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disorderdepressedEating disorders and drug addictions are often looked at as separate entities but for many people, these illnesses overlap. According to The National Center on Addiction and Substance Abuse (CASA) at Columbia University, up to a half of people who suffer from eating disorders, especially bulimia, abuse drugs and alcohol compared to only 9 percent of the general population. The study also noted that 35 percent of drug abusers have eating disorders compared to only 3 percent of the population. Why do these two diseases so commonly overlap?

The Similarities between Eating Disorders and Addiction

Eating disorders and drug addictions closely resemble one another in many ways. Speaking from my experience with an eating disorder, if you were to ask me if my eating disorder was similar to a drug addiction, I would probably answer kind of. Sort of anyway.

Considering that I work in the drug addiction field and meet drug addicts on a daily basis, my opinion of my eating disorder has totally shifted. My personal experience was very mild compared to the stories I hear on a weekly basis and I am very grateful for that.  I did not steal from anyone or lose a ton of money or become homeless over not eating.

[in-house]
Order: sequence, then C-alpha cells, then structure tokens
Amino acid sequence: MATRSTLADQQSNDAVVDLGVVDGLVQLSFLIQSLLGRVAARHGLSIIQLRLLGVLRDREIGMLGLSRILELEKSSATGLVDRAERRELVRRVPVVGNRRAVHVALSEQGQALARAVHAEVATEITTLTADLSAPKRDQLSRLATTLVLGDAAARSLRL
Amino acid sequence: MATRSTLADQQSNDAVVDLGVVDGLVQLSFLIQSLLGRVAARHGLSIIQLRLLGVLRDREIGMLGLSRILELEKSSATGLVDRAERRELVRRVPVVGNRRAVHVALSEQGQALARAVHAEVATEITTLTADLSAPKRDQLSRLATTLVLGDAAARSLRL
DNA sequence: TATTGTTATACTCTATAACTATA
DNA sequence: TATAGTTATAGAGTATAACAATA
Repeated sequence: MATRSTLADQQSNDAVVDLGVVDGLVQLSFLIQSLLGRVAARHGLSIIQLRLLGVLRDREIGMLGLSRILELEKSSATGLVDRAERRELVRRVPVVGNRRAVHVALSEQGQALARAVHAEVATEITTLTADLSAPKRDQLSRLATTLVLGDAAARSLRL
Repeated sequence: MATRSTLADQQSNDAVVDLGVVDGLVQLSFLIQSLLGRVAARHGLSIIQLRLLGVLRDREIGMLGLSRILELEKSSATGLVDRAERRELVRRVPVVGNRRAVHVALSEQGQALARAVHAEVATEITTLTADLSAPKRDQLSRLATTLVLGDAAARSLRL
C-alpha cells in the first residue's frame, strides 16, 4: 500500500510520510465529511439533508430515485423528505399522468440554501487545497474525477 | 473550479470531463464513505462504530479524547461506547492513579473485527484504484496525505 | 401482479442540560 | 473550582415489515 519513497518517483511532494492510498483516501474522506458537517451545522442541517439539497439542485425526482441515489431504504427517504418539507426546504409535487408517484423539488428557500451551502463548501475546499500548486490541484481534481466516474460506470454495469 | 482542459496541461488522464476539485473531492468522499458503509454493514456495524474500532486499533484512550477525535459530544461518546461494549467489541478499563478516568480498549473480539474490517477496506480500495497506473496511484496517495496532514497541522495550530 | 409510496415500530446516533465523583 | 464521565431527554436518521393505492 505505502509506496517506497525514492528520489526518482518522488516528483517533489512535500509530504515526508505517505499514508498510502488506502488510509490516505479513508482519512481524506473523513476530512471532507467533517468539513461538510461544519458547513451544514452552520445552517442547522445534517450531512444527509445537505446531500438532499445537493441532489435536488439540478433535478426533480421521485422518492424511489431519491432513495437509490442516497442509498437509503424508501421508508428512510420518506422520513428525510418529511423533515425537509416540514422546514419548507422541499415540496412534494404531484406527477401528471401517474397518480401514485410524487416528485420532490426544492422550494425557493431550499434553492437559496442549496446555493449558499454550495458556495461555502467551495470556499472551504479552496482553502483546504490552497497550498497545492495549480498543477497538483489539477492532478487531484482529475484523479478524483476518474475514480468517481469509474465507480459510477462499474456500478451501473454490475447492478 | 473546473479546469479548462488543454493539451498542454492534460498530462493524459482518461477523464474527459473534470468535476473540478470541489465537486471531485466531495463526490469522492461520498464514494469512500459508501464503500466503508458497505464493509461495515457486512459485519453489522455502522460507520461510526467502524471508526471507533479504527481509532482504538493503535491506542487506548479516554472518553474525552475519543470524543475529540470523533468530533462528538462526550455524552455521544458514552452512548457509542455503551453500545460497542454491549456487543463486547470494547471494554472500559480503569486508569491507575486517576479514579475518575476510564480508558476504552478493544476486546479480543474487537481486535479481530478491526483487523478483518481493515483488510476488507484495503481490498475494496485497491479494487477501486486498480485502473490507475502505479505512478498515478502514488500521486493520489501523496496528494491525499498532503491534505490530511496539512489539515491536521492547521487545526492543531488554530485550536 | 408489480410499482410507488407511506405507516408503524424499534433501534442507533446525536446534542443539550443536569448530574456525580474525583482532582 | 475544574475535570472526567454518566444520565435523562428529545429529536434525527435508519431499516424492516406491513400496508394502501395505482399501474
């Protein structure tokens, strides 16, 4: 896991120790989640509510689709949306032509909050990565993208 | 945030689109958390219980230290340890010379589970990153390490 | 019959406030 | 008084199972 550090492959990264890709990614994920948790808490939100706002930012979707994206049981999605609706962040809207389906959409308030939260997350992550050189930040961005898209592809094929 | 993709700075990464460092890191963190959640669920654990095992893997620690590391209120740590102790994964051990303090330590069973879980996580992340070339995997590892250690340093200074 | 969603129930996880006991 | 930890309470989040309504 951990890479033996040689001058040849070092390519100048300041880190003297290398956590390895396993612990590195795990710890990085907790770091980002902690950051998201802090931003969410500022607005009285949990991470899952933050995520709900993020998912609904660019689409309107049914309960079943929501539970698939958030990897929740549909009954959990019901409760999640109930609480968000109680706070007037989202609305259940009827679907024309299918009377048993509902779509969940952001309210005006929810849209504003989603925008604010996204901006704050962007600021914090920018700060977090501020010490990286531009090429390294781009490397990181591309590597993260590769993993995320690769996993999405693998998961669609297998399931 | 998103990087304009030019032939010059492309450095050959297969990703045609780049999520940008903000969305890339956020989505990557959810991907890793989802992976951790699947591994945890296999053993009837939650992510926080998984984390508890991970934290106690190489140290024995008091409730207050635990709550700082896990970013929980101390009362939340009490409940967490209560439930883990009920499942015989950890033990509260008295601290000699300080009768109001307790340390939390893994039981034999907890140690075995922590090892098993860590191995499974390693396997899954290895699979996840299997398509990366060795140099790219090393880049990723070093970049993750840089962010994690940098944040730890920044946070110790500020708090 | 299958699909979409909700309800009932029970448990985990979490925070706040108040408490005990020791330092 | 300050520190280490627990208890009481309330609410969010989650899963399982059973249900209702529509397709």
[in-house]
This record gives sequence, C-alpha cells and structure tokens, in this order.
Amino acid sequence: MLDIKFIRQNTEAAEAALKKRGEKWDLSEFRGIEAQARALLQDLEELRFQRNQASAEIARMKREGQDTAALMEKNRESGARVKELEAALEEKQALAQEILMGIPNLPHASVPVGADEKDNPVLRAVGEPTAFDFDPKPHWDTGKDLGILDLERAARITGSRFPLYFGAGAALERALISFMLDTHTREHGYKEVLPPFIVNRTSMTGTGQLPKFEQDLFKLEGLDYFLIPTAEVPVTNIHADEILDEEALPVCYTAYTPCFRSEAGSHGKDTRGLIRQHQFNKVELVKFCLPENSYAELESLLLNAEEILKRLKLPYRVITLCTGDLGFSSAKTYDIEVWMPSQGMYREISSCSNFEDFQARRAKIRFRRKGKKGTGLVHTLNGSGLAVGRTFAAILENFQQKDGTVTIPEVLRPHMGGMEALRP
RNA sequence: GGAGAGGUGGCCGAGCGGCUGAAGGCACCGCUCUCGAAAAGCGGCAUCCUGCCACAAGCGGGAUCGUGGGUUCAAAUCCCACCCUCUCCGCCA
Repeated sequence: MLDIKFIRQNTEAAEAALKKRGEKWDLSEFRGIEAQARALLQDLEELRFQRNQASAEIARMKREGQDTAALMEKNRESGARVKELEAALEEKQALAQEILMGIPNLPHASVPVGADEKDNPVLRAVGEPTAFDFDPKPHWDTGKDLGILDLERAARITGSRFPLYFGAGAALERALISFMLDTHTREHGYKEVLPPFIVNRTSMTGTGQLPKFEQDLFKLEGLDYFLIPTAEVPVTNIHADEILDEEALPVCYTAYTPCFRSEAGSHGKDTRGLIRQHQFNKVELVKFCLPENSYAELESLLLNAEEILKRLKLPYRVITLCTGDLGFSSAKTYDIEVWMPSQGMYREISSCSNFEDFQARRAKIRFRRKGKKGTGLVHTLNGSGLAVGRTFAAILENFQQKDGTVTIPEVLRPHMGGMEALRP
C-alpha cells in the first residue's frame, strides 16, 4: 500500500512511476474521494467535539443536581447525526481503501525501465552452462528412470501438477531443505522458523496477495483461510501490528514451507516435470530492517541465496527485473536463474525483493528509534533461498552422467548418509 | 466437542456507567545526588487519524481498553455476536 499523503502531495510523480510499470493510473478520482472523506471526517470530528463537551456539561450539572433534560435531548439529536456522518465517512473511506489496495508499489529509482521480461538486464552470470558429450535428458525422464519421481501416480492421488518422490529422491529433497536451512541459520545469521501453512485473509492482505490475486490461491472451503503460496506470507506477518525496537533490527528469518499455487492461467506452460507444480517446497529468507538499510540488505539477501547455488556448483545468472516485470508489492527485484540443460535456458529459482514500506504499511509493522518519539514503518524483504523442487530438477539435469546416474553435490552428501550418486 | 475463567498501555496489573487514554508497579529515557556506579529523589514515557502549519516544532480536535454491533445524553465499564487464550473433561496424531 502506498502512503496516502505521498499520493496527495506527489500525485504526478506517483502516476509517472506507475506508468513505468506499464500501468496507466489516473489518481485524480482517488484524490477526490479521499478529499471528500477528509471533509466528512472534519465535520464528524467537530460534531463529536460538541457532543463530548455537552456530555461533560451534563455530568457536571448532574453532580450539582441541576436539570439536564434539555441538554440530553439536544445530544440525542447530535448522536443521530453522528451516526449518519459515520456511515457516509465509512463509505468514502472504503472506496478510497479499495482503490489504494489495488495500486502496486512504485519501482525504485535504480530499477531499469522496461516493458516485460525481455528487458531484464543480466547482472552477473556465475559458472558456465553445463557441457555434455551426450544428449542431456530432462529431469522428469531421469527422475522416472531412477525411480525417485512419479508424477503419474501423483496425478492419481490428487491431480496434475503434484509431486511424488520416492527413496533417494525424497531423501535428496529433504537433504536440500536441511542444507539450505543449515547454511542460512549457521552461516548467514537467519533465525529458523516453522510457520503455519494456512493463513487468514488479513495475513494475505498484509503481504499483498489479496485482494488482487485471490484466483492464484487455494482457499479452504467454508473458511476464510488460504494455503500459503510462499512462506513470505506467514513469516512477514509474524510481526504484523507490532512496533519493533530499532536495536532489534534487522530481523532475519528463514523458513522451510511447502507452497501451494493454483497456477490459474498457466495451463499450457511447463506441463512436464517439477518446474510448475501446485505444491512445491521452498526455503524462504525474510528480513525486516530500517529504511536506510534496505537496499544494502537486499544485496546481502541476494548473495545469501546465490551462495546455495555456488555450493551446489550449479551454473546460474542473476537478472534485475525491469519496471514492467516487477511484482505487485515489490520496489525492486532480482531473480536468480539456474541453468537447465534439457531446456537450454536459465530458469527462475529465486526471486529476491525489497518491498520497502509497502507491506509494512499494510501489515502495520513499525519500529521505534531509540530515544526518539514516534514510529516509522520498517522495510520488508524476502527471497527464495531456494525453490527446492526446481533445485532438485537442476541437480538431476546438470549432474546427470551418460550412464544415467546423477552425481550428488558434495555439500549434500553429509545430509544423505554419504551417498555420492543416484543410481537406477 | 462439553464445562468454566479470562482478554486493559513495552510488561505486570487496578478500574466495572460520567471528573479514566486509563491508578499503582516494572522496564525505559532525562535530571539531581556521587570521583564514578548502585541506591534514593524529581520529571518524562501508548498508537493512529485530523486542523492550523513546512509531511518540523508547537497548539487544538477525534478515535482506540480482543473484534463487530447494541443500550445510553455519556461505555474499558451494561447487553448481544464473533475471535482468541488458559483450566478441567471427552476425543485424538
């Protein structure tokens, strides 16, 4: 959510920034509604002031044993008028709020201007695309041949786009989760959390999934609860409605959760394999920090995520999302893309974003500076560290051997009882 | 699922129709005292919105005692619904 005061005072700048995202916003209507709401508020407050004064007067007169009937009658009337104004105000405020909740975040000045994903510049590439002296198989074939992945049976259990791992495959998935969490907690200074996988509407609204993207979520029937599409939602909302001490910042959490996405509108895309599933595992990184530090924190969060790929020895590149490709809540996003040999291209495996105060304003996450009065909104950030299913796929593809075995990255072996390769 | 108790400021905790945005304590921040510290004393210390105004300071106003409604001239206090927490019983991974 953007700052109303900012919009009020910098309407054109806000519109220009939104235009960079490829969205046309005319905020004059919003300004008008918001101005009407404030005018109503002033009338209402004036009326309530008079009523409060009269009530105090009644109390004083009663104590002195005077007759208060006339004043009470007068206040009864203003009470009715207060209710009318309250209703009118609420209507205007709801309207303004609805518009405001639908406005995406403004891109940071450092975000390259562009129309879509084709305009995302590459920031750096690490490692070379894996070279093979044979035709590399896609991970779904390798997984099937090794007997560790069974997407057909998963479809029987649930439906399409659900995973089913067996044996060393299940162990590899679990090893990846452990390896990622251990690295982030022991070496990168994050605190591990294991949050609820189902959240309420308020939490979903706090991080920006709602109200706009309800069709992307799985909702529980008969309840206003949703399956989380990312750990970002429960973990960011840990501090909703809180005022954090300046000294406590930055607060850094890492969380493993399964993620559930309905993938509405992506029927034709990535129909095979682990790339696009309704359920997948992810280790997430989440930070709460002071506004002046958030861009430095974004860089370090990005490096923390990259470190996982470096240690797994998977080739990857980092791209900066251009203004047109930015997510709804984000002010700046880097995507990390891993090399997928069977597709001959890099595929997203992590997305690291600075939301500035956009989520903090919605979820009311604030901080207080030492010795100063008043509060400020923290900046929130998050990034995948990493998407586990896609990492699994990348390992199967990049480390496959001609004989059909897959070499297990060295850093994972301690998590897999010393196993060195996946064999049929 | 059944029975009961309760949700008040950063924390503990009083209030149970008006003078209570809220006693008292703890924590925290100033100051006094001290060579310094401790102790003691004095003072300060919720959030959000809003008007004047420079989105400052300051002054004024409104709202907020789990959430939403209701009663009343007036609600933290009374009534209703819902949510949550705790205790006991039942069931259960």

Of course, everyone’s experience of drug addiction is different, just like everyone’s experience of an eating disorder is different. Eating disorders can potentially get to the point of destruction where a person cannot eat at all. Eating becomes impossible in both a physical and psychological way. Further into an eating disorder like anorexia, eating can actually cause significant harm without careful clinical monitoring. A condition like anorexia cachexia is an involuntary wasting away disorder in which a person loses skeletal muscle and fat uncontrollably. Even if the recovering eating disorder patient eats just like the doctor ordered, the body will refuse to utilize the nutrients they are ingesting and the body will continue to waste away.

The inability to control compulsive behavior is a strong similarity between eating disorders and any form of addiction. Those with eating disorders have severe harsh thoughts that cause them to follow a strict regimen of starvation, purging or uncontrollable eating sessions.